Wednesday, 9 a.m.
A southerly flow of increasingly moist air is spreading up the I95 corridor, where the dawn was greeted by dreary dullness and dim, drab drippiness from Maryland to Massachusetts. There are also some showers from western New York to Ohio along a cold front that will reach the East Coast this evening. When that cold front arrives, it will usher in a dry air mass that pulls back the curtain of clouds to reveal brilliant sunshine that plays off the multicolored leaves in the Northeast from tomorrow into the weekend.
In New York City and Philadelphia, typical afternoon temperatures are well up in the 60s at this time of year. Nights cool to about 50 in the cities, but well down in the 40s in many suburbs. The air masses in place from tomorrow through Saturday will bring temperatures that run about a half-dozen degrees below those long-term averages. Saturday morning is apt to be frosty in the colder suburbs from Washington, D.C., to New York City and below freezing in upstate New York and much of New England's interior. However, a strong southwesterly flow of warmer air could boost temperatures to 70 degrees in these areas on Sunday afternoon.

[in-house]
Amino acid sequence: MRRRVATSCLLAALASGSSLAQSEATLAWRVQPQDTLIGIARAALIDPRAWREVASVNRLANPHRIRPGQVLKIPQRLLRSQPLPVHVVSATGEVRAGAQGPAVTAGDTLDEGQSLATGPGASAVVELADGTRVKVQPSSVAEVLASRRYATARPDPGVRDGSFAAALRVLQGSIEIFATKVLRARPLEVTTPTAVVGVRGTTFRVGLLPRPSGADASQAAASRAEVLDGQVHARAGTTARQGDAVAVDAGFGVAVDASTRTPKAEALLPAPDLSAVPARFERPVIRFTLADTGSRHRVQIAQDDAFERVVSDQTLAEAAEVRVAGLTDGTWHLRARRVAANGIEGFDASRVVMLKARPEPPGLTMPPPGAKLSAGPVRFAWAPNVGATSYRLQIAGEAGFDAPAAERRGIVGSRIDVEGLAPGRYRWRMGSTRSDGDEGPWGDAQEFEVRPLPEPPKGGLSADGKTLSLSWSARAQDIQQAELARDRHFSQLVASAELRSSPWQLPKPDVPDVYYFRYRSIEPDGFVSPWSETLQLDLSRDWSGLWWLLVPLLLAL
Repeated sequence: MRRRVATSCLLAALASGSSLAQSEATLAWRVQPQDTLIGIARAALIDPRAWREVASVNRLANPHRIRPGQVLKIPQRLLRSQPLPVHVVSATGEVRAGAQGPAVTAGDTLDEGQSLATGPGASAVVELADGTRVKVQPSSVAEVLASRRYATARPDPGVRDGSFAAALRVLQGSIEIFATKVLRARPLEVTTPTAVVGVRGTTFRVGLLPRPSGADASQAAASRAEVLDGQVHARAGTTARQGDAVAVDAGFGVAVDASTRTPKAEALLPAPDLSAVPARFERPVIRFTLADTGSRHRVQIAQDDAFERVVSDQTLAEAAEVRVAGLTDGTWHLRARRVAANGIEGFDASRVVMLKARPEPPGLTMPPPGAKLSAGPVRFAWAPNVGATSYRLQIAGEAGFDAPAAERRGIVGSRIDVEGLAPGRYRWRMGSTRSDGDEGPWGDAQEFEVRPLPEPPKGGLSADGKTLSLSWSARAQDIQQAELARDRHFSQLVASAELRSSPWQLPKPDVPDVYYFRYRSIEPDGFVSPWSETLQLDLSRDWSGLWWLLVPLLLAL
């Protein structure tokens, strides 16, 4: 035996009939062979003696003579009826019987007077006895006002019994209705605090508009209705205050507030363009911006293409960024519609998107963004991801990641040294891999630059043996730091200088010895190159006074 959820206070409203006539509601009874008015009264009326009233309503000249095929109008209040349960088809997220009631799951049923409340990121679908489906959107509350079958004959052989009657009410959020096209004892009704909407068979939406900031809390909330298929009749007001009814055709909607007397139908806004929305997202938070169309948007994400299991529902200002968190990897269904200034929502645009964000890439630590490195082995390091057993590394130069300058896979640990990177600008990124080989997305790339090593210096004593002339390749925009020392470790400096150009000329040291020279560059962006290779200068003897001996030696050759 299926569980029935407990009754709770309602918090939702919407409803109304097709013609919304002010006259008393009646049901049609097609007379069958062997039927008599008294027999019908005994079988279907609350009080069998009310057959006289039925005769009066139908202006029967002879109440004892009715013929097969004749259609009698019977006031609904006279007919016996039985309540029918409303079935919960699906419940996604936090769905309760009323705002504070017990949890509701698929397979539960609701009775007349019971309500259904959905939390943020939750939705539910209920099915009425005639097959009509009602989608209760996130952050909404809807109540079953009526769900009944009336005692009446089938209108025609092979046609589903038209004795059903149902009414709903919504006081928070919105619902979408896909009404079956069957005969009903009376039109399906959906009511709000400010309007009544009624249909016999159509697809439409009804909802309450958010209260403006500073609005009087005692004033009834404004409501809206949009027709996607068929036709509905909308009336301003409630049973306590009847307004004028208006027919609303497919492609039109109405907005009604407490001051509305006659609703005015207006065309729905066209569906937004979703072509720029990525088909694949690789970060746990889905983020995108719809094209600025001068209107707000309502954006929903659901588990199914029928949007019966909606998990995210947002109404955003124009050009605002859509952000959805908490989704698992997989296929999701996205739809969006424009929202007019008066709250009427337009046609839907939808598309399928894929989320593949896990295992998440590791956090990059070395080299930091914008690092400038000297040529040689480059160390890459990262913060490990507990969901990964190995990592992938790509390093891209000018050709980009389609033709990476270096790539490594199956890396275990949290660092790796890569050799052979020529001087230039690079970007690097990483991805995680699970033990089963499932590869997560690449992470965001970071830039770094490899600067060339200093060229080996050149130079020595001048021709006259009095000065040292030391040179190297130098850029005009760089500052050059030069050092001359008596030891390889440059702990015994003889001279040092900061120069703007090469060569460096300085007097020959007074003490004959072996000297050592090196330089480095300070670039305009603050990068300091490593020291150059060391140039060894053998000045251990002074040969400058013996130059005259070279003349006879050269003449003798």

A strong storm is likely to cut through the Great Lakes Saturday night and Sunday, and its associated cold front will trigger showers and even thunderstorms. However, the air coming in behind that storm should not be as chilly as the air that follows this week's fronts. The reason: this week's upper air flow into the Northeast can be traced back to northwest Canada. Next week's main upper air current looks like it will be straight west to east. The video has more.
The cold front that will cut off the heat will generate strong gusty thunderstorms as it moves southeastward today. The National Weather Service Storm Prediction Center highlights the most likely area for these severe thunderstorms today and tonight.
As the high pressure area in the Northeast moves away, the the southwesterly flow pattern will shift eastward. This means Wednesday could be the hottest day of the week from D.C. to Boston. A cold front will follow.
This is a satellite picture showing rather tame conditions off the South Atlantic coast at 7:45 AM ET today. The area is being watched for any signs of storm development.
When looked at this way, you can see two distinct flows in the East: one from the south with moisture, and one from the west that is dry. There is a problem, however: the model solutions evolve over time, and as we get closer to next Monday afternoon (the time the forecast maps are using), the lines and orientations will probably change.
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This map shows the scenario of hot air spreading across the northern Plains and north of the Great Lakes, while a pocket of cool air aloft gets stranded over the Middle Atlantic region.